A Red C poll conducted on the day of the election showed a significant shift in support from Mr Gallagher to Mr Higgins after the final television debate on Monday night, when Mr McGuinness revealed Gallagher’s involvement in fundraising for the disgraced Fianna Fail party.

Speaking on Irish radio, Mr McGuinness admitted the significance of the incident flowed more from Gallagher’s reaction than from his own comments. However, he believed the incident was a defining moment in the campaign.

Mr McGuinness took 13.7pc on the first count -- up almost 4pc on where the party stood in the February general election, although lower than the 19pc support the party has enjoyed in recent polls.

Mr McGuinness said the future was bright for the party in the 26 Counties. “I think it’s fantastic that we’re continuing to build for the future,” he said. “We are moving forward in a very decisive way.”

The Derry-based politician will now return to the post of Six-County Deputy First Minister post, from which he temporarily stepped down. A post-mortem is due to take placde next week into an election which had presented an opportunity for Sinn Fein multiply its support across the 26 Counties.

Mr McGuinness, speaking from the podium at the result declaration at Dublin Castle, praised his campaign team for their “tremendous work” and also paid tribute to his family for their support.

He said it was a “real honour” to contest the election, which he said had been the “experience of a lifetime” and “a real eye-opener”. He expressed thanks and appreciation to the over a quarter million people who voted for him.

Higgins would make a very fine president, he said, and had “a great intellectual capacity and a huge heart”. He said he looked forward to working with him in the peace process and in his capacity as Deputy First Minister.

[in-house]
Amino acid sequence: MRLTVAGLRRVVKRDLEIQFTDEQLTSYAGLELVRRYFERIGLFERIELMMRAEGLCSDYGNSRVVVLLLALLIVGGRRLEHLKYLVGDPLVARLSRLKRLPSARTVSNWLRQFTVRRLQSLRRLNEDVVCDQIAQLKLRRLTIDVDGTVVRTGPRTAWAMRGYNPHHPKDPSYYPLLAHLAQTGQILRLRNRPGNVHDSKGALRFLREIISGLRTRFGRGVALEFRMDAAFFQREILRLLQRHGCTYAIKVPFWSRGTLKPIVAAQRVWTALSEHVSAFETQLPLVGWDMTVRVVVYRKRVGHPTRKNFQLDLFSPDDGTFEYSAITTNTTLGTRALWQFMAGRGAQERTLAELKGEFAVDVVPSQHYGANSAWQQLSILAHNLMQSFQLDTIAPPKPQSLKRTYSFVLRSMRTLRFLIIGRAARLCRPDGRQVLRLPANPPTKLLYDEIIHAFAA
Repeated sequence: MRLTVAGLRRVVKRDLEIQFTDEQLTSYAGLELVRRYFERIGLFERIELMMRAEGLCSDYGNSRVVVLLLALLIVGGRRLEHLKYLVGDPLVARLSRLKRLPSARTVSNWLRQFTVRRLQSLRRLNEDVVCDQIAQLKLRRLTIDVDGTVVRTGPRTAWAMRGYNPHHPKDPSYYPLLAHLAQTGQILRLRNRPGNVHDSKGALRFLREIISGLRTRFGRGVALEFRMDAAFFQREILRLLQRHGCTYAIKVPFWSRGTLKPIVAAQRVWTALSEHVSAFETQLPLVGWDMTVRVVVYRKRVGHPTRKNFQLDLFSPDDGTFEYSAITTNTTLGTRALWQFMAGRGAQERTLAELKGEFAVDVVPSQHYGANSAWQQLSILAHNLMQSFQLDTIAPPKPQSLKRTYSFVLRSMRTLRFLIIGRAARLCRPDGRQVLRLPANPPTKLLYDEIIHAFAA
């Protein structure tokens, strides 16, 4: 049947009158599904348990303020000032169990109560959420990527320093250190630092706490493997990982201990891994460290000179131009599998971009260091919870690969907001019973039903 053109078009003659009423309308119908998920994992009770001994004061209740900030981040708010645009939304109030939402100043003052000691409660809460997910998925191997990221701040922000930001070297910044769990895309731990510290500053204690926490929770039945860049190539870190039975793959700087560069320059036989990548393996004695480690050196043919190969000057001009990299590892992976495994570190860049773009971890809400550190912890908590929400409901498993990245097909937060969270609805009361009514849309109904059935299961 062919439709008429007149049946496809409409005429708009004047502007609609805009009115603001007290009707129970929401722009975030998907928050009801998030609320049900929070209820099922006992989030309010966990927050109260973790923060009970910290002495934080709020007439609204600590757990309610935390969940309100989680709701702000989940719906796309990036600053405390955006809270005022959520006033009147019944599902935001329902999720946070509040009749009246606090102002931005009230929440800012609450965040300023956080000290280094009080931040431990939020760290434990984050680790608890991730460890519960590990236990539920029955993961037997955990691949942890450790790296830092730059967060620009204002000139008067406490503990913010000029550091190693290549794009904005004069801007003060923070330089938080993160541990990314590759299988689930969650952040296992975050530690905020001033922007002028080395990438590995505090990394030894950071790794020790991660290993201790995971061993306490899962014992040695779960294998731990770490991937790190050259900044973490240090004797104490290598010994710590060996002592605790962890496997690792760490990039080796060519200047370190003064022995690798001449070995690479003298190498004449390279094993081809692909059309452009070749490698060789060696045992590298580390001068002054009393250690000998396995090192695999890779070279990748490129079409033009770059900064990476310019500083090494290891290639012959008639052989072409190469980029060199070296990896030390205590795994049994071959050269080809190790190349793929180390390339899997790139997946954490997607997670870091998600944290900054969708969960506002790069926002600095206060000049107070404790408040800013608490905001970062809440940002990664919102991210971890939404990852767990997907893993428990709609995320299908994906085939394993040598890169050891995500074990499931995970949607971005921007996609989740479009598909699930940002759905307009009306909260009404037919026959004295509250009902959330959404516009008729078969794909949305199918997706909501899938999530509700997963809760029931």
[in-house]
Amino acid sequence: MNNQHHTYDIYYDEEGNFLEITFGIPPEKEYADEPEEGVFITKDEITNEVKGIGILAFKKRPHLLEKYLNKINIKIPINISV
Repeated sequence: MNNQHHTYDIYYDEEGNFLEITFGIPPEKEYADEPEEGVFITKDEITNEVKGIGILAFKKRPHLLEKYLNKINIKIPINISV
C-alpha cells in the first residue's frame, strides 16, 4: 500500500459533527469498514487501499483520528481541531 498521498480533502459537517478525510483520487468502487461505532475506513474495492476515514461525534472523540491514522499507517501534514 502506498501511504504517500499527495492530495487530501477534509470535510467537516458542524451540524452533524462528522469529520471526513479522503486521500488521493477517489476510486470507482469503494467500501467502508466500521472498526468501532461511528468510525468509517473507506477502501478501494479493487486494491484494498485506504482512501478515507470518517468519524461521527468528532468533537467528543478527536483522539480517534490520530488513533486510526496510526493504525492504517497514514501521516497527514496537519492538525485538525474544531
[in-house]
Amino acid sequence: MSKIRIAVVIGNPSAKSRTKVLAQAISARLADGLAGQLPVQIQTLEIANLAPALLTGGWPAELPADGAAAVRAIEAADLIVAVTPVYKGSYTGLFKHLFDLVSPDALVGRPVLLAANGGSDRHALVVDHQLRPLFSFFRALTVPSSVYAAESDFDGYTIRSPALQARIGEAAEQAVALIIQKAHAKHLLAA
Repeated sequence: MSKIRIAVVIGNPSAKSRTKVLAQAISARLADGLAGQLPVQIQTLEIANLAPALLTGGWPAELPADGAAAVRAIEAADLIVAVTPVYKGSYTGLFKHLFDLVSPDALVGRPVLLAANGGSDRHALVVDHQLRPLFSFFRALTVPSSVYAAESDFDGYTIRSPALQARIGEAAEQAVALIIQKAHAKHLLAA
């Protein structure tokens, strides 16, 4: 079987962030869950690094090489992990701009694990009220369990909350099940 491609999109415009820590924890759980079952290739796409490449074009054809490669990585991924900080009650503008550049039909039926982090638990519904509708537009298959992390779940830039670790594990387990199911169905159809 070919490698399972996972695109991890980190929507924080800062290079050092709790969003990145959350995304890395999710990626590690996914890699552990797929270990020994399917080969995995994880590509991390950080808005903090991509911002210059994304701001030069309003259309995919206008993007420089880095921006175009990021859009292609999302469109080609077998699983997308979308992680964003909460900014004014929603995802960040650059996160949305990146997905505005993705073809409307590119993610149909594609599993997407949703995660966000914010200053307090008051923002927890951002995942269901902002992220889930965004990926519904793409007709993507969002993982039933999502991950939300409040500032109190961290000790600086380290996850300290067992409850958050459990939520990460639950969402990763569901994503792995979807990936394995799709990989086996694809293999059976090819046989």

“The work of reconcilaition has begun on this island,” he added.

Discussing the election result with the media, Donegal North-East TD Padraig Mac Lochlainn said he believed middle of the road voters were “spooked” away from Sinn Fein by the “ferocious” anti-republican media campaign.

“I think middle ground didn’t reject Sinn Fein, I think they were spooked by the idea that the president would be faced with endless controversy from a section of the Irish media,” he said.

In further good news for the Labour party, its candidate Patrick Nulty was declared elected in the by-election in the early hours of this morning. The by-election went to a fifth count following the elimination of Socialist Party candidate Ruth Coppinger on a recount.

Counting in Thursday’s two referendums is now underway. There are rumours of “overwhelming” no votes on the referendum on strengthening powers for parliamentary inquiries in some parts of Dublin and Cork, while some rural areas area said to be more finely balanced or predominately in favour. The result could be a close call, with pundits currently predicting a 54% ‘No’ vote.

The other referendum, to allow cuts to judges’ pay, is expected to pass by a substantial margin.

The following is detailed result of the first and final counts in the Presidential election:


- Higgins, Michael D: 701,101 (39.6 per cent)
- Gallagher, Sean: 504,964 (28.5 per cent)
- McGuinness, Martin: 243,030 (13.7 per cent)
- Mitchell, Gay: 113,321 (6.4 per cent)
- Norris, David: 109,469 (6.2 per cent)
- Scallon, Dana Rosemary: 51,220 (2.9 per cent)
- Davis, Mary: 48,657 (2.7 per cent)


- Higgins, Michael D: 1,007,104 (56.5 per cent)
- Gallagher, Sean: 628,114 (35.4 per cent)

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© 2011 Irish Republican News